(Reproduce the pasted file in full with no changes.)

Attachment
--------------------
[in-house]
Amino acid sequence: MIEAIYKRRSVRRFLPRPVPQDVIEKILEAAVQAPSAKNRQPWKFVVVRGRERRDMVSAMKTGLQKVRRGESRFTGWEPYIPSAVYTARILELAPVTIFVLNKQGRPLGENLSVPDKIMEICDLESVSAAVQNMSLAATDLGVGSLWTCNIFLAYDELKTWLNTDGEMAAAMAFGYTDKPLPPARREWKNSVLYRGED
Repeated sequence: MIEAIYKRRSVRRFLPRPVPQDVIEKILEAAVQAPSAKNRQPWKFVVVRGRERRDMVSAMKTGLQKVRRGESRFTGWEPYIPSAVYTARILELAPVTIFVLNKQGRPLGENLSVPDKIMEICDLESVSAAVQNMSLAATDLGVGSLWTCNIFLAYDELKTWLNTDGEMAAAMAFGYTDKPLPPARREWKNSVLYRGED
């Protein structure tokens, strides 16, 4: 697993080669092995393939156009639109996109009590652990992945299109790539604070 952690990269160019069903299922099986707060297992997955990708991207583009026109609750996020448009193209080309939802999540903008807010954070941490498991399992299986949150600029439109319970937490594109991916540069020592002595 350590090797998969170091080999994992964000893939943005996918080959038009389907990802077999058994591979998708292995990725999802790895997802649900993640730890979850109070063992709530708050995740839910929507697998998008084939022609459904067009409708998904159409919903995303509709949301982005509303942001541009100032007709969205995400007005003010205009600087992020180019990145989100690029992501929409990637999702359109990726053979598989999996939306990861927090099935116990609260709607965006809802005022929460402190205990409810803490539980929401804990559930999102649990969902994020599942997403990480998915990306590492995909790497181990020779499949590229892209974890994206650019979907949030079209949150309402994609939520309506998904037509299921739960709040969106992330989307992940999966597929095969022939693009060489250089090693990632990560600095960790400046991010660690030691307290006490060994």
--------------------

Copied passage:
[in-house]
Amino acid sequence: MIEAIYKRRSVRRFLPRPVPQDVIEKILEAAVQAPSAKNRQPWKFVVVRGRERRDMVSAMKTGLQKVRRGESRFTGWEPYIPSAVYTARILELAPVTIFVLNKQGRPLGENLSVPDKIMEICDLESVSAAVQNMSLAATDLGVGSLWTCNIFLAYDELKTWLNTDGEMAAAMAFGYTDKPLPPARREWKNSVLYRGED
Repeated sequence: MIEAIYKRRSVRRFLPRPVPQDVIEKILEAAVQAPSAKNRQPWKFVVVRGRERRDMVSAMKTGLQKVRRGESRFTGWEPYIPSAVYTARILELAPVTIFVLNKQGRPLGENLSVPDKIMEICDLESVSAAVQNMSLAATDLGVGSLWTCNIFLAYDELKTWLNTDGEMAAAMAFGYTDKPLPPARREWKNSVLYRGED
């Protein structure tokens, strides 16, 4: 697993080669092995393939156009639109996109009590652990992945299109790539604070 952690990269160019069903299922099986707060297992997955990708991207583009026109609750996020448009193209080309939802999540903008807010954070941490498991399992299986949150600029439109319970937490594109991916540069020592002595 350590090797998969170091080999994992964000893939943005996918080959038009389907990802077999058994591979998708292995990725999802790895997802649900993640730890979850109070063992709530708050995740839910929507697998998008084939022609459904067009409708998904159409919903995303509709949301982005509303942001541009100032007709969205995400007005003010205009600087992020180019990145989100690029992501929409990637999702359109990726053979598989999996939306990861927090099935116990609260709607965006809802005022929460402190205990409810803490539980929401804990559930999102649990969902994020599942997403990480998915990306590492995909790497181990020779499949590229892209974890994206650019979907949030079209949150309402994609939520309506998904037509299921739960709040969106992330989307992940999966597929095969022939693009060489250089090693990632990560600095960790400046991010660690030691307290006490060994």